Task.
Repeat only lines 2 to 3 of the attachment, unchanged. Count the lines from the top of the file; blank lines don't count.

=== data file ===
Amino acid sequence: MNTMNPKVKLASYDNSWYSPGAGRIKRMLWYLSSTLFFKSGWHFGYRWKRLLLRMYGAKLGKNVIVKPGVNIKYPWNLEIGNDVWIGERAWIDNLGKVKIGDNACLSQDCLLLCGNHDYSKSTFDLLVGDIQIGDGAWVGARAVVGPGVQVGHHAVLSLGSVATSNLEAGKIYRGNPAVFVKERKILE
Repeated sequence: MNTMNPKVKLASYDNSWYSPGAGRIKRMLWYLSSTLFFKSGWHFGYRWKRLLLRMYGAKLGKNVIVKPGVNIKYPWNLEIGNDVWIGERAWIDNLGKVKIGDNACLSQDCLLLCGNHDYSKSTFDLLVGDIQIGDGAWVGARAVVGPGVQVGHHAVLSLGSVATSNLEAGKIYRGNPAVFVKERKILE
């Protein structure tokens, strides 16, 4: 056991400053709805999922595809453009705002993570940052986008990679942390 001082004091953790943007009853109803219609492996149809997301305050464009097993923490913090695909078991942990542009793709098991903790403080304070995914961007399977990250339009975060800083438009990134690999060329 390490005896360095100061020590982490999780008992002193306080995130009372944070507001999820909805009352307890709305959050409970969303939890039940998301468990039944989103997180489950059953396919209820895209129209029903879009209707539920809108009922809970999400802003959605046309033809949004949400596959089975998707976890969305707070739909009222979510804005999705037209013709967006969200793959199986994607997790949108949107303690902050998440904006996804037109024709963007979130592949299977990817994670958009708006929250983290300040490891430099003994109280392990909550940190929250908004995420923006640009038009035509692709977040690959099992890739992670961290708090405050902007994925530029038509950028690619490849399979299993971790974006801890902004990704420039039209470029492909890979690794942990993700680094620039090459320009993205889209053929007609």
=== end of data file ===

Repeated sequence: MNTMNPKVKLASYDNSWYSPGAGRIKRMLWYLSSTLFFKSGWHFGYRWKRLLLRMYGAKLGKNVIVKPGVNIKYPWNLEIGNDVWIGERAWIDNLGKVKIGDNACLSQDCLLLCGNHDYSKSTFDLLVGDIQIGDGAWVGARAVVGPGVQVGHHAVLSLGSVATSNLEAGKIYRGNPAVFVKERKILE
């Protein structure tokens, strides 16, 4: 056991400053709805999922595809453009705002993570940052986008990679942390 001082004091953790943007009853109803219609492996149809997301305050464009097993923490913090695909078991942990542009793709098991903790403080304070995914961007399977990250339009975060800083438009990134690999060329 390490005896360095100061020590982490999780008992002193306080995130009372944070507001999820909805009352307890709305959050409970969303939890039940998301468990039944989103997180489950059953396919209820895209129209029903879009209707539920809108009922809970999400802003959605046309033809949004949400596959089975998707976890969305707070739909009222979510804005999705037209013709967006969200793959199986994607997790949108949107303690902050998440904006996804037109024709963007979130592949299977990817994670958009708006929250983290300040490891430099003994109280392990909550940190929250908004995420923006640009038009035509692709977040690959099992890739992670961290708090405050902007994925530029038509950028690619490849399979299993971790974006801890902004990704420039039209470029492909890979690794942990993700680094620039090459320009993205889209053929007609």